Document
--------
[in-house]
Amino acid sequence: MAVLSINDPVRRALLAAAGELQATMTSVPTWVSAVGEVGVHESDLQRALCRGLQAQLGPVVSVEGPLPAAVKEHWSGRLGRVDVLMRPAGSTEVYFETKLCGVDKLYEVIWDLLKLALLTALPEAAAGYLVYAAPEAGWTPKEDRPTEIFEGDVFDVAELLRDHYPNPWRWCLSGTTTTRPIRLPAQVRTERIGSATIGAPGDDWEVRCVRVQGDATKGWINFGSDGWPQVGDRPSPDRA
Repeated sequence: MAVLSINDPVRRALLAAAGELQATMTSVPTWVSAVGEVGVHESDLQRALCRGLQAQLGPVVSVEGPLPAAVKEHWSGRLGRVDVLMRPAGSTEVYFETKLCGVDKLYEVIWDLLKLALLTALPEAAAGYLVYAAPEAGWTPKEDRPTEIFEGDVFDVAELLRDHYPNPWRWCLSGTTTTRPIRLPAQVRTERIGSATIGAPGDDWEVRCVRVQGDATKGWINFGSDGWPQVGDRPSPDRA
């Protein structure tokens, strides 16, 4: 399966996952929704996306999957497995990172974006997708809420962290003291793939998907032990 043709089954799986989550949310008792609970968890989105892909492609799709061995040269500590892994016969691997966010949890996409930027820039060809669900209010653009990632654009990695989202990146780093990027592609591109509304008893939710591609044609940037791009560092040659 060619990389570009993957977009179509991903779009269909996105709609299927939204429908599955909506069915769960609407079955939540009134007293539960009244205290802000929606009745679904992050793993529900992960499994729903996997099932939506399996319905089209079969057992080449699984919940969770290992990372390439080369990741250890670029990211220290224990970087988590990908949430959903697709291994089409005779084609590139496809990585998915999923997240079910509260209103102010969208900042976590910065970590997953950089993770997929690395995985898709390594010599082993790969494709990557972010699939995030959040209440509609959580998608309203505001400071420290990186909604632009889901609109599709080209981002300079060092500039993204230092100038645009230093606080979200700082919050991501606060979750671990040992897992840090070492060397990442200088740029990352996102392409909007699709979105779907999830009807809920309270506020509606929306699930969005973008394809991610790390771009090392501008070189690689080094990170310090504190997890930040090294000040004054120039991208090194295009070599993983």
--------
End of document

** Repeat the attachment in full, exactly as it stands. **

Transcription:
[in-house]
Amino acid sequence: MAVLSINDPVRRALLAAAGELQATMTSVPTWVSAVGEVGVHESDLQRALCRGLQAQLGPVVSVEGPLPAAVKEHWSGRLGRVDVLMRPAGSTEVYFETKLCGVDKLYEVIWDLLKLALLTALPEAAAGYLVYAAPEAGWTPKEDRPTEIFEGDVFDVAELLRDHYPNPWRWCLSGTTTTRPIRLPAQVRTERIGSATIGAPGDDWEVRCVRVQGDATKGWINFGSDGWPQVGDRPSPDRA
Repeated sequence: MAVLSINDPVRRALLAAAGELQATMTSVPTWVSAVGEVGVHESDLQRALCRGLQAQLGPVVSVEGPLPAAVKEHWSGRLGRVDVLMRPAGSTEVYFETKLCGVDKLYEVIWDLLKLALLTALPEAAAGYLVYAAPEAGWTPKEDRPTEIFEGDVFDVAELLRDHYPNPWRWCLSGTTTTRPIRLPAQVRTERIGSATIGAPGDDWEVRCVRVQGDATKGWINFGSDGWPQVGDRPSPDRA
């Protein structure tokens, strides 16, 4: 399966996952929704996306999957497995990172974006997708809420962290003291793939998907032990 043709089954799986989550949310008792609970968890989105892909492609799709061995040269500590892994016969691997966010949890996409930027820039060809669900209010653009990632654009990695989202990146780093990027592609591109509304008893939710591609044609940037791009560092040659 060619990389570009993957977009179509991903779009269909996105709609299927939204429908599955909506069915769960609407079955939540009134007293539960009244205290802000929606009745679904992050793993529900992960499994729903996997099932939506399996319905089209079969057992080449699984919940969770290992990372390439080369990741250890670029990211220290224990970087988590990908949430959903697709291994089409005779084609590139496809990585998915999923997240079910509260209103102010969208900042976590910065970590997953950089993770997929690395995985898709390594010599082993790969494709990557972010699939995030959040209440509609959580998608309203505001400071420290990186909604632009889901609109599709080209981002300079060092500039993204230092100038645009230093606080979200700082919050991501606060979750671990040992897992840090070492060397990442200088740029990352996102392409909007699709979105779907999830009807809920309270506020509606929306699930969005973008394809991610790390771009090392501008070189690689080094990170310090504190997890930040090294000040004054120039991208090194295009070599993983």